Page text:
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HomeNewsPoliticsRep. David Jolly Pushes 40-Hour Work Week for Members of Congress

Rep. David Jolly Pushes 40-Hour Work Week for Members of Congress

Boehner Swears In David Jolly Of Florida At US Capitol

Says “Try-Nothing” Congress Needs to Get to Work Like the Rest of America

Boehner Swears In David Jolly Of Florida At US Capitol

WASHINGTON, DC – MARCH 13: U.S. Representative-elect David Jolly (R-FL) participates in a ceremonial swearing-in photo opportunity March 13, 2014 on Capitol Hill in Washington, DC. Jolly succeed his boss, the late Rep. Bill Young (R-FL), after he defeated Democrat Alex Sink in a special election for Florida’s 13th District on Tuesday. (Photo by Alex Wong/Getty Images)

Seminole, FL – We’ve all heard the cry of “kick the bums out,” but Rep. David Jolly, R-Fla., is leading the push to put lawmakers to work in a 40-hour work week. Jolly, a 2016 Republican Senate candidates who represents Florida’s 13th Congressional District, has introduced legislation (H.Res.457) to permanently change the rules of the House of Representatives to require the House to be in session a minimum of 40-hours a week while in Washington. Jolly said the current congressional calendar is clearly not producing results and the American people rightfully expect their elected officials to work around the clock to tackle the nation’s problems.

“This ‘try-nothing’ Congress needs a reality check,” Jolly said. “A work week in Washington should be no different than a work week in every other town across the nation.

Over the last 20 years, the U.S. House has been in session on average just 137 days each year, yet both lawmakers in the House and Senate enjoy a cool $174,000 annual salary. That doesn’t count leadership, as the speaker earns an annual salary of $223,500 while both House majority and minority leaders earn $193,400. By comparison, American workers on average putting in a 40-hour, 5-day workweek at their job do so 241 days each year. This means House members are at work in Washington 100 fewer days each year than the average American worker and take home far more–forget about perks, medical and retirement benefits.

This isn’t the first time Rep. Jolly took this issue on. Last year, he wrote a letter to the House Rules Committee urging leaders to expand the congressional calendar, stating the “extent of the national and global issues we face today, more than ever before, require great deliberation, robust debate, moments of conviction, and decisive action on our part. The ‘People’s House’ simply cannot address the many priorities of the nation if we are not in session more days.”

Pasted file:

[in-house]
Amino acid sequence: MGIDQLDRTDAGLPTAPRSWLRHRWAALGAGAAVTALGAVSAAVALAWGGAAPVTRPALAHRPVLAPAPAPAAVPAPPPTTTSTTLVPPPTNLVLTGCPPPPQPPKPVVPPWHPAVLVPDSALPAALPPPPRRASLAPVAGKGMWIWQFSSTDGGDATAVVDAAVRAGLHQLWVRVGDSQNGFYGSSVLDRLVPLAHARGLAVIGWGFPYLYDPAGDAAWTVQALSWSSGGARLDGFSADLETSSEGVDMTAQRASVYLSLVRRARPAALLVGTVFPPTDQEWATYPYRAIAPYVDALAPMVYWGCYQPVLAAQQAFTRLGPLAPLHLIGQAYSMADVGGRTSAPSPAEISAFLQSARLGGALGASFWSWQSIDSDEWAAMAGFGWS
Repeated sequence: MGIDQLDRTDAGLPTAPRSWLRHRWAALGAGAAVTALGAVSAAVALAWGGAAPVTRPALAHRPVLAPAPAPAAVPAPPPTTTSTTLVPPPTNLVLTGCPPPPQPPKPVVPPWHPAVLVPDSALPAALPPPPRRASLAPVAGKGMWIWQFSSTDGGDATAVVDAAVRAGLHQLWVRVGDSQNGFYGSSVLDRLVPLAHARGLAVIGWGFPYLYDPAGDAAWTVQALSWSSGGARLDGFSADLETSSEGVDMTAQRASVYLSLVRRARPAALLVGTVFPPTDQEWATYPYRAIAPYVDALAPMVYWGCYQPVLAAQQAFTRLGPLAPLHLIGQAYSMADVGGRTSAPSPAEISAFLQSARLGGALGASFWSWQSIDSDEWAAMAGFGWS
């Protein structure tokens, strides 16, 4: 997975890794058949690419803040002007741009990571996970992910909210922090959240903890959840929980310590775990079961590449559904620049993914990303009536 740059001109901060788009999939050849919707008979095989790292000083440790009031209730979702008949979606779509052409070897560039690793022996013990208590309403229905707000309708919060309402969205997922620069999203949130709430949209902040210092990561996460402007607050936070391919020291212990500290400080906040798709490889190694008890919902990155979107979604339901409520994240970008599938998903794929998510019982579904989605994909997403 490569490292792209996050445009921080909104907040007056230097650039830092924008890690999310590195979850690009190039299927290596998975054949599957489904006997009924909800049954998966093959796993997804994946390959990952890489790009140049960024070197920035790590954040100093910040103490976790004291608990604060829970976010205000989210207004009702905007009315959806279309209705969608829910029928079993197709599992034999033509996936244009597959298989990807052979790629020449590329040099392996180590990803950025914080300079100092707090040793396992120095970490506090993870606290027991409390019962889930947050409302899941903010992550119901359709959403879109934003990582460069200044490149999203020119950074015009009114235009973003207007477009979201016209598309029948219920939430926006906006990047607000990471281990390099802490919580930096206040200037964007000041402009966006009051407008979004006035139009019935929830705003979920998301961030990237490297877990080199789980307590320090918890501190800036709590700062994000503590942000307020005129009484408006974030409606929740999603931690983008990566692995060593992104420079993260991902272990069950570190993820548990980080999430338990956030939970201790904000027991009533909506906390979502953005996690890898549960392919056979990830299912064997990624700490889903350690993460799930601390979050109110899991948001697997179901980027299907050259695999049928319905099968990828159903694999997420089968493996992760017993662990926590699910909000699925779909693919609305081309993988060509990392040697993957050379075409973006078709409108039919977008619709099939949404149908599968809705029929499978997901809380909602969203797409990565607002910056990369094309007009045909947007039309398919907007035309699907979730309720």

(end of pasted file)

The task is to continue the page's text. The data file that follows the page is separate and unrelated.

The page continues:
“Americans are sick and tired of Washington inaction. They expect their leaders to govern,” Jolly said in an email to PPD. “Look at all the bills gathering dust while Congress braces for the next self-made calamity. Let’s give voice to the people on issues like border security, transportation, a budget that finally balances. The frustration is not that we haven’t achieved these things, it’s that we haven’t even engaged in a legislative fight to begin to advance the agenda that is right for the American people.”

Jolly, who is viewed as the main competition for Rep. Ron DeSantis, R-Fla., on the PPD 2016 Senate Election Projection Model, took to the House floor and ripped Congress for he said was a failure to honor its constitutional responsibility and engage in a debate on our current national security strategy to combat ISIS.

“We don’t get to choose the threats that come our way,” Jolly said on the House floor. “We only choose our response and one year later we have no response. We are elected to be custodians of the public trust and we fail that public trust every day we fail to consider the issues that are of most significance to the American people.”

Rep. Jolly defeated Alex Sink, D-Fla., in a special election to replace the late Rep. Bill Young, R-Fla., in the Tampa-area swing House district back in March 2014. In what was seen as one of the first warnings of the 2014 midterm elections, Jolly bested Sink by just over 2 points in a race widely viewed by election forecasters (save for PPD) as Leans Democrat. Both Democrats and Republicans spent millions of dollars testing out national strategies for the rest of the year. Sink opted out of another shot to run for the seat in 2014 and Jolly was easily re-elected.

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